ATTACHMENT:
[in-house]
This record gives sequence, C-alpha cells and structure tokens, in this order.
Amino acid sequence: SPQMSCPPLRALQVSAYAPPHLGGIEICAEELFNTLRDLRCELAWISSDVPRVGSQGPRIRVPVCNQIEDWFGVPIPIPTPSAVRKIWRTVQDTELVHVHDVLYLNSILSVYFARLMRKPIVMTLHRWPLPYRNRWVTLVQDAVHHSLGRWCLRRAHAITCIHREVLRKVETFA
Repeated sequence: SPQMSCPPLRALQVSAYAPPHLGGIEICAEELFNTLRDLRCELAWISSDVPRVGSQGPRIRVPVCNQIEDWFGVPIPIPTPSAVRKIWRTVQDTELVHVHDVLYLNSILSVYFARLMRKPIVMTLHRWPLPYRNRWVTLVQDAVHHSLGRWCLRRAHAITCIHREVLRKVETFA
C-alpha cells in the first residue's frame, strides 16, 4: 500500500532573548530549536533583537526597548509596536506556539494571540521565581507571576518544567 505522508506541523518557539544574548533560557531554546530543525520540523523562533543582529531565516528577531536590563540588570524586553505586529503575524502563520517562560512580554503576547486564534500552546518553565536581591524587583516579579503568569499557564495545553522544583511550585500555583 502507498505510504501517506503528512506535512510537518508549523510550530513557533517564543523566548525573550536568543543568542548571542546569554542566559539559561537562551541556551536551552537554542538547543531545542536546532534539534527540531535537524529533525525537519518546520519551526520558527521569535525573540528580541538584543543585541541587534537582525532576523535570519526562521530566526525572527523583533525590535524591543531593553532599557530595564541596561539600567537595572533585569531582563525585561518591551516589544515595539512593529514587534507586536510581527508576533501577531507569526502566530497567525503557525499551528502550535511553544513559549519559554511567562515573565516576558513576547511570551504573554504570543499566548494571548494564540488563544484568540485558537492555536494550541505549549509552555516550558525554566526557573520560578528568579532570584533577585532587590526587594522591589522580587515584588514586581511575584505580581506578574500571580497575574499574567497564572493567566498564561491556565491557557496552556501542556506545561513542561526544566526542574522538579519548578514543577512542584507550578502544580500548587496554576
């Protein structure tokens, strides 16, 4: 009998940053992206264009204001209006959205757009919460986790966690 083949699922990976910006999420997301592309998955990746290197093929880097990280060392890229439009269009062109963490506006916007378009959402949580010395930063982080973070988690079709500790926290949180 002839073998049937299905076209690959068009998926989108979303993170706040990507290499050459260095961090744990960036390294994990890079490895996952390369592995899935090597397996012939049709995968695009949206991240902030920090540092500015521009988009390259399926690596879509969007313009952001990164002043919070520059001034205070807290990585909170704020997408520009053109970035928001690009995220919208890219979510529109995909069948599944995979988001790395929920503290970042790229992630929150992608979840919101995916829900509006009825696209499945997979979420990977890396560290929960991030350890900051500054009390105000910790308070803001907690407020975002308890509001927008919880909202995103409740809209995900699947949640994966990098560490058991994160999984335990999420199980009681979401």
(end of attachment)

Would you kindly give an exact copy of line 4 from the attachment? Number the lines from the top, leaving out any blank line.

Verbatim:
Repeated sequence: SPQMSCPPLRALQVSAYAPPHLGGIEICAEELFNTLRDLRCELAWISSDVPRVGSQGPRIRVPVCNQIEDWFGVPIPIPTPSAVRKIWRTVQDTELVHVHDVLYLNSILSVYFARLMRKPIVMTLHRWPLPYRNRWVTLVQDAVHHSLGRWCLRRAHAITCIHREVLRKVETFA